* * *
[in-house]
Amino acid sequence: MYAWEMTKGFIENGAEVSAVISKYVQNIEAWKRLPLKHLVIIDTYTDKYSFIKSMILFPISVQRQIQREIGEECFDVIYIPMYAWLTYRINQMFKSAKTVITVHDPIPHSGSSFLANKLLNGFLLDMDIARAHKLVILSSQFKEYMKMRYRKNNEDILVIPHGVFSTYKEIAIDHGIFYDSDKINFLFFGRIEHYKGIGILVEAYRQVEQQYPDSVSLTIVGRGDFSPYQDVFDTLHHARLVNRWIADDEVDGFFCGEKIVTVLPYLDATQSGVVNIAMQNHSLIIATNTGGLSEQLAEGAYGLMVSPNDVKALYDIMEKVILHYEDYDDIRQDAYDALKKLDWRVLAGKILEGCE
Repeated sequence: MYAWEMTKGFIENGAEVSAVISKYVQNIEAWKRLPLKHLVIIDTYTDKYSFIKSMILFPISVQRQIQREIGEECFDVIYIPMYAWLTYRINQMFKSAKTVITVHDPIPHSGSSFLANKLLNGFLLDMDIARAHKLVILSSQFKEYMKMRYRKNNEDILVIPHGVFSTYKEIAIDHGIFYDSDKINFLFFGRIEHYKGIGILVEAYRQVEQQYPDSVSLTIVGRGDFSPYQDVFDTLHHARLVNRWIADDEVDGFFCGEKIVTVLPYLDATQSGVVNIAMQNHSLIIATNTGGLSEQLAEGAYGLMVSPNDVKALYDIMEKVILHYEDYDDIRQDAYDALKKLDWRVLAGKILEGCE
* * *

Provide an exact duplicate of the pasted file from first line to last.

[in-house]
Amino acid sequence: MYAWEMTKGFIENGAEVSAVISKYVQNIEAWKRLPLKHLVIIDTYTDKYSFIKSMILFPISVQRQIQREIGEECFDVIYIPMYAWLTYRINQMFKSAKTVITVHDPIPHSGSSFLANKLLNGFLLDMDIARAHKLVILSSQFKEYMKMRYRKNNEDILVIPHGVFSTYKEIAIDHGIFYDSDKINFLFFGRIEHYKGIGILVEAYRQVEQQYPDSVSLTIVGRGDFSPYQDVFDTLHHARLVNRWIADDEVDGFFCGEKIVTVLPYLDATQSGVVNIAMQNHSLIIATNTGGLSEQLAEGAYGLMVSPNDVKALYDIMEKVILHYEDYDDIRQDAYDALKKLDWRVLAGKILEGCE
Repeated sequence: MYAWEMTKGFIENGAEVSAVISKYVQNIEAWKRLPLKHLVIIDTYTDKYSFIKSMILFPISVQRQIQREIGEECFDVIYIPMYAWLTYRINQMFKSAKTVITVHDPIPHSGSSFLANKLLNGFLLDMDIARAHKLVILSSQFKEYMKMRYRKNNEDILVIPHGVFSTYKEIAIDHGIFYDSDKINFLFFGRIEHYKGIGILVEAYRQVEQQYPDSVSLTIVGRGDFSPYQDVFDTLHHARLVNRWIADDEVDGFFCGEKIVTVLPYLDATQSGVVNIAMQNHSLIIATNTGGLSEQLAEGAYGLMVSPNDVKALYDIMEKVILHYEDYDDIRQDAYDALKKLDWRVLAGKILEGCE